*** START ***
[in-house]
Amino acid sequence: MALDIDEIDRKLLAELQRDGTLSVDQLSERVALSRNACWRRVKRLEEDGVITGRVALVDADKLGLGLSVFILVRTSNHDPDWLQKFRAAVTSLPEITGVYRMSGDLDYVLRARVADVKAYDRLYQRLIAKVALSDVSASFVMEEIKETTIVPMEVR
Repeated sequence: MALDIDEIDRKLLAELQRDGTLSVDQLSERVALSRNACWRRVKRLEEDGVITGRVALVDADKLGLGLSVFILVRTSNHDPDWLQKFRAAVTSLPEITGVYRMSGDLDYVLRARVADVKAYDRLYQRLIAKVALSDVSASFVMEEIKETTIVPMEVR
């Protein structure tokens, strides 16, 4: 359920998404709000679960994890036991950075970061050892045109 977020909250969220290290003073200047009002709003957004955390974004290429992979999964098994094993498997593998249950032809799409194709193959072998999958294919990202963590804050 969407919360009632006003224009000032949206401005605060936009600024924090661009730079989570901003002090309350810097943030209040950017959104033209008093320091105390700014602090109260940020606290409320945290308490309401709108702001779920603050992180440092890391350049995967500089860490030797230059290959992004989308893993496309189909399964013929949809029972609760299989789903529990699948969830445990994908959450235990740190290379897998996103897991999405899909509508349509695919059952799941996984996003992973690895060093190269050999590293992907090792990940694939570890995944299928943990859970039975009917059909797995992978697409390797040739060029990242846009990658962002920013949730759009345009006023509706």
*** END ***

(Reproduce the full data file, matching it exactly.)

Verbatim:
[in-house]
Amino acid sequence: MALDIDEIDRKLLAELQRDGTLSVDQLSERVALSRNACWRRVKRLEEDGVITGRVALVDADKLGLGLSVFILVRTSNHDPDWLQKFRAAVTSLPEITGVYRMSGDLDYVLRARVADVKAYDRLYQRLIAKVALSDVSASFVMEEIKETTIVPMEVR
Repeated sequence: MALDIDEIDRKLLAELQRDGTLSVDQLSERVALSRNACWRRVKRLEEDGVITGRVALVDADKLGLGLSVFILVRTSNHDPDWLQKFRAAVTSLPEITGVYRMSGDLDYVLRARVADVKAYDRLYQRLIAKVALSDVSASFVMEEIKETTIVPMEVR
């Protein structure tokens, strides 16, 4: 359920998404709000679960994890036991950075970061050892045109 977020909250969220290290003073200047009002709003957004955390974004290429992979999964098994094993498997593998249950032809799409194709193959072998999958294919990202963590804050 969407919360009632006003224009000032949206401005605060936009600024924090661009730079989570901003002090309350810097943030209040950017959104033209008093320091105390700014602090109260940020606290409320945290308490309401709108702001779920603050992180440092890391350049995967500089860490030797230059290959992004989308893993496309189909399964013929949809029972609760299989789903529990699948969830445990994908959450235990740190290379897998996103897991999405899909509508349509695919059952799941996984996003992973690895060093190269050999590293992907090792990940694939570890995944299928943990859970039975009917059909797995992978697409390797040739060029990242846009990658962002920013949730759009345009006023509706």